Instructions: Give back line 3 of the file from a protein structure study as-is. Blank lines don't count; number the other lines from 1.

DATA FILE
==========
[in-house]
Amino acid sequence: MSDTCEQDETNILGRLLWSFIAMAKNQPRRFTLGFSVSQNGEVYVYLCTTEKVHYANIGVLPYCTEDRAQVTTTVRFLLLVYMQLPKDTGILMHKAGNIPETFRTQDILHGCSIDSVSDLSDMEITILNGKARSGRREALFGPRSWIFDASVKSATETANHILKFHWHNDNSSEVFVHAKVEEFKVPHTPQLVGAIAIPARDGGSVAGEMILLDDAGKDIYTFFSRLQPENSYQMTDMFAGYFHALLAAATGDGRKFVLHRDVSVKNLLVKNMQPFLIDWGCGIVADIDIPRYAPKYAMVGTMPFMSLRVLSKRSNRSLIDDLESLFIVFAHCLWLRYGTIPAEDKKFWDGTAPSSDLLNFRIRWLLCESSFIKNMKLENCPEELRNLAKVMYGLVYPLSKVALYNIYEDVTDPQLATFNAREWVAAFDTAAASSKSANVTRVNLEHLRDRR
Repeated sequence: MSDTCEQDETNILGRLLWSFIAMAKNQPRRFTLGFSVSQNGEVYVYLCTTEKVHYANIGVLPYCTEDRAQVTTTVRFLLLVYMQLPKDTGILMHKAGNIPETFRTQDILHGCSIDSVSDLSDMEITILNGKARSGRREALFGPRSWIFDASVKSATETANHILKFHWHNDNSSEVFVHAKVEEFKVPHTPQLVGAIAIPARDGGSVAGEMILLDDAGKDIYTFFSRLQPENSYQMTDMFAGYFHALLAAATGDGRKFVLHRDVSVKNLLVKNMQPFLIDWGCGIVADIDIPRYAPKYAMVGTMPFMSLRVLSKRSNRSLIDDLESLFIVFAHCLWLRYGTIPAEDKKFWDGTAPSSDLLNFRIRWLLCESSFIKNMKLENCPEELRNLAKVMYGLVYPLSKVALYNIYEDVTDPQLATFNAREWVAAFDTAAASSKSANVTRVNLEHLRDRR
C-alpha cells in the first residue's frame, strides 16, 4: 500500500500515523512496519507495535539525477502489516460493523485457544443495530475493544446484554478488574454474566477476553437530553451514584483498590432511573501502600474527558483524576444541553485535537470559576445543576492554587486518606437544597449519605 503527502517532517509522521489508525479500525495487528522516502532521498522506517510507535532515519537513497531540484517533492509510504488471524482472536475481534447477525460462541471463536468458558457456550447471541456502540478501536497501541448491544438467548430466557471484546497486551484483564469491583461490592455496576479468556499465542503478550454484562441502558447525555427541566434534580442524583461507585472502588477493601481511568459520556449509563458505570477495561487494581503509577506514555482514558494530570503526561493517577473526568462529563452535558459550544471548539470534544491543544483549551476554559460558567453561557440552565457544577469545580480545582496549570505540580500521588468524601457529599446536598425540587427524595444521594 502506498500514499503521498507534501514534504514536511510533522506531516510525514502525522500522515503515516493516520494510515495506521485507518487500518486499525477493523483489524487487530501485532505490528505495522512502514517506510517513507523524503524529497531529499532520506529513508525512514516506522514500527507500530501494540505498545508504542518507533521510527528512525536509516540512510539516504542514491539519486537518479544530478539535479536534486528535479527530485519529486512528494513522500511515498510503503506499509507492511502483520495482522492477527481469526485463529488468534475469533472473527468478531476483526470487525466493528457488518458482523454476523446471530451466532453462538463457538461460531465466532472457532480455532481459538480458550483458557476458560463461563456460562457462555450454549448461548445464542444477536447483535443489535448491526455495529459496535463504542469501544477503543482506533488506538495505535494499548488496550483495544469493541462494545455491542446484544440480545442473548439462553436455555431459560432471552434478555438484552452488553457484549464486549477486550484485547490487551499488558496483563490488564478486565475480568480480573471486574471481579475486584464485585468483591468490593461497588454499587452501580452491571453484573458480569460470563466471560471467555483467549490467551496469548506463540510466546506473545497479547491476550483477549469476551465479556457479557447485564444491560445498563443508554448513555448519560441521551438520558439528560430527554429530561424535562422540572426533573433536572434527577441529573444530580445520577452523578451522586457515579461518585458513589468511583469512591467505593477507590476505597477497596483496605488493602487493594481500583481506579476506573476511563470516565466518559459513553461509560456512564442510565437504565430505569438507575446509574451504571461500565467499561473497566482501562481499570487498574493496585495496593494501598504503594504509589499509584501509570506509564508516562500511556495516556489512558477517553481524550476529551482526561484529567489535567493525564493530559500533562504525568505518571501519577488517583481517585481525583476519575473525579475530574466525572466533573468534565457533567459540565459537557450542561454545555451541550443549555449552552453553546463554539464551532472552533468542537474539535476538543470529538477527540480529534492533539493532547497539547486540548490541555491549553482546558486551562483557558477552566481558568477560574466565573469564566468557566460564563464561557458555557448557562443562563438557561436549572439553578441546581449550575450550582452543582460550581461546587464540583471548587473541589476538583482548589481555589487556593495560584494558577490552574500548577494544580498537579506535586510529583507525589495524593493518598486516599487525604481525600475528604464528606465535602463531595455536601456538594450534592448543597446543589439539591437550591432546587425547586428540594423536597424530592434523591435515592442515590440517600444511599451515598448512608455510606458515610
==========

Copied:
Repeated sequence: MSDTCEQDETNILGRLLWSFIAMAKNQPRRFTLGFSVSQNGEVYVYLCTTEKVHYANIGVLPYCTEDRAQVTTTVRFLLLVYMQLPKDTGILMHKAGNIPETFRTQDILHGCSIDSVSDLSDMEITILNGKARSGRREALFGPRSWIFDASVKSATETANHILKFHWHNDNSSEVFVHAKVEEFKVPHTPQLVGAIAIPARDGGSVAGEMILLDDAGKDIYTFFSRLQPENSYQMTDMFAGYFHALLAAATGDGRKFVLHRDVSVKNLLVKNMQPFLIDWGCGIVADIDIPRYAPKYAMVGTMPFMSLRVLSKRSNRSLIDDLESLFIVFAHCLWLRYGTIPAEDKKFWDGTAPSSDLLNFRIRWLLCESSFIKNMKLENCPEELRNLAKVMYGLVYPLSKVALYNIYEDVTDPQLATFNAREWVAAFDTAAASSKSANVTRVNLEHLRDRR